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    As a newb after working with both i prefer the vinylester for a few reasons. The number one reason is it adheres much better. Number two is the secondary bonding window is at least a week if not two where poly has to be sanded soon as its kicked for another lay. Number three is it definitely is water proof, im seeing zero degradation in these water tests where the poly is certainly breaking down.

    my thoughts on materials are this; if its just a repair or a build for something your going to have a while and move on from? Then instigator im with you 100% use the cheapest materials that will get the job done properly. But if the goal is to hang onto it for perhaps life? Then buy the best materials possible. Considering the cost difference on a small boat would a coupla three grand its not such that its a life altering expense.
    Hydrostream dreamin

  5. #34
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    Foam, vinyl, and 1708 for me.

    83 V-King, Mercury 3.0 back on the transom
    Let's Go Brandon, Let's Go Brandon.. Yell it till their heads x-splode.
    Rebuild thread:
    http://www.screamandfly.com/showthre...-it&highlight=
    http://www.screamandfly.com/showthre...cs.&highlight=
    Videos

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  7. #35
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    My hull came with loads of new balsa core so i used it. If i was buying new id probably have gone with foam mostly for ease of use now that i have worked with balsa it was messy and i did have to use a lot more resin to bond and seal it so that puts the cost advantage closer.

    I will be very surprised if any issues come up with mine the way i laid it in with corebond after two coats of poly on the core then two more of vinyester on top of the balsa after bedding and faring and then two layers of vinyl 1708 over the core before laying stringers and then the pad area using fat tabs first then one piece of 1708 up/across/up the stringers over the pad so there is plenty of protection. I didnt gel it either so i can keep an eye on it over time.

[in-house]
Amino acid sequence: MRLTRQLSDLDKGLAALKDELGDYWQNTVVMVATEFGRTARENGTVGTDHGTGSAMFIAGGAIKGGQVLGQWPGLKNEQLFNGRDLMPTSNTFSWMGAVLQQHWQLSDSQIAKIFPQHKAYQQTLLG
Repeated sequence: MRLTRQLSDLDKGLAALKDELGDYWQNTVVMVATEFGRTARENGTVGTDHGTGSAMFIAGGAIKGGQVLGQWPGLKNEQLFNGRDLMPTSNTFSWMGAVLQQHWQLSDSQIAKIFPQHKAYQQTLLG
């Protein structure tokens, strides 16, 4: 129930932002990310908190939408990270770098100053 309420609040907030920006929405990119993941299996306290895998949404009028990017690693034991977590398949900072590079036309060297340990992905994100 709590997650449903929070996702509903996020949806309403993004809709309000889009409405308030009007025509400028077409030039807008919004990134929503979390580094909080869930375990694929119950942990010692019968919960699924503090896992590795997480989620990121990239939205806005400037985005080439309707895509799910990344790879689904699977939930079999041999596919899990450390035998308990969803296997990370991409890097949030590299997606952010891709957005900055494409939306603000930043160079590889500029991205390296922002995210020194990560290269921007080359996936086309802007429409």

Hydrostream dreamin

  8. #36
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    Quote Originally Posted by XstreamVking View Post
    Foam, vinyl, and 1708 for me.
    ......

  9. #37
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    vinylester is not only waterproof its stronger and stiffer than poly plus has a chemical bond when its repaired on itself and over poly

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  11. #38
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    ...vinylester is much superior to general purpose(gp) polyester resin, in many ways. its barcol rating will surprise you if you ever test/check it's surface hardness, even after its fully cured. if you are used to only using gp resin, its a different world, that will have you shaking your head. its secondary bonding characteristics are just one of its many advantages...

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  13. #39
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    ...this is what your typical barcol hardness tester looks like. its not rocket science. it basically is just a sharp pin, that, when you push down on the tool, presses into the top of the surface of your fiberglass project & gives you a reading of hardness on the dial indicator. regular cured gp resin is in the 60 to 90 range. cured vinylester is less...is softer...

  14. #40
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    Lot more resistant to cracking too it seems

    83 V-King, Mercury 3.0 back on the transom
    Let's Go Brandon, Let's Go Brandon.. Yell it till their heads x-splode.
    Rebuild thread:
    http://www.screamandfly.com/showthre...-it&highlight=
    http://www.screamandfly.com/showthre...cs.&highlight=
    Videos